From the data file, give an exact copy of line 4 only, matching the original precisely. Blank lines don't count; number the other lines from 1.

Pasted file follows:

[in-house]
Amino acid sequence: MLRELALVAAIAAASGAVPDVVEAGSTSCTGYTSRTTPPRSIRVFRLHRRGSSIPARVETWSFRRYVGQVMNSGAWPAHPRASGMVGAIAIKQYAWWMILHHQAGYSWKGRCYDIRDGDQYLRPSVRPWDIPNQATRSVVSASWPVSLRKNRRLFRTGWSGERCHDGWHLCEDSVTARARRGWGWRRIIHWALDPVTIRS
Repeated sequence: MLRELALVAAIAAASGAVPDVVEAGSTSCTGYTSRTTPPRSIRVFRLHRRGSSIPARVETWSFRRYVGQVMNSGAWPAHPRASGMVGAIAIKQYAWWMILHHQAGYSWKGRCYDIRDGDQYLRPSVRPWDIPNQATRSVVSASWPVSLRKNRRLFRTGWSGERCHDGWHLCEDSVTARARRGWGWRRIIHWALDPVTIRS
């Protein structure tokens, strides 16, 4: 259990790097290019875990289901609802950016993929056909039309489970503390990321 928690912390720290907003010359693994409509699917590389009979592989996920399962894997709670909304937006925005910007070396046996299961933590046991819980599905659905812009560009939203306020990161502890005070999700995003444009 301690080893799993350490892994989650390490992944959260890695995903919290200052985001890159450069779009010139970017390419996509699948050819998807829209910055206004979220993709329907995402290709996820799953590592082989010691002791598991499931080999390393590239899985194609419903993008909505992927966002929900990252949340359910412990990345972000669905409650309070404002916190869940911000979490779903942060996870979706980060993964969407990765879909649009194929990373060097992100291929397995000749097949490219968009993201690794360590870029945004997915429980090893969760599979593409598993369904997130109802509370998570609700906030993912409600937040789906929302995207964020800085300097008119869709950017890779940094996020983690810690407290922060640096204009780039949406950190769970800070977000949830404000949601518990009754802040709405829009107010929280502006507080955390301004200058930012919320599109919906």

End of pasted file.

């Protein structure tokens, strides 16, 4: 259990790097290019875990289901609802950016993929056909039309489970503390990321 928690912390720290907003010359693994409509699917590389009979592989996920399962894997709670909304937006925005910007070396046996299961933590046991819980599905659905812009560009939203306020990161502890005070999700995003444009 301690080893799993350490892994989650390490992944959260890695995903919290200052985001890159450069779009010139970017390419996509699948050819998807829209910055206004979220993709329907995402290709996820799953590592082989010691002791598991499931080999390393590239899985194609419903993008909505992927966002929900990252949340359910412990990345972000669905409650309070404002916190869940911000979490779903942060996870979706980060993964969407990765879909649009194929990373060097992100291929397995000749097949490219968009993201690794360590870029945004997915429980090893969760599979593409598993369904997130109802509370998570609700906030993912409600937040789906929302995207964020800085300097008119869709950017890779940094996020983690810690407290922060640096204009780039949406950190769970800070977000949830404000949601518990009754802040709405829009107010929280502006507080955390301004200058930012919320599109919906």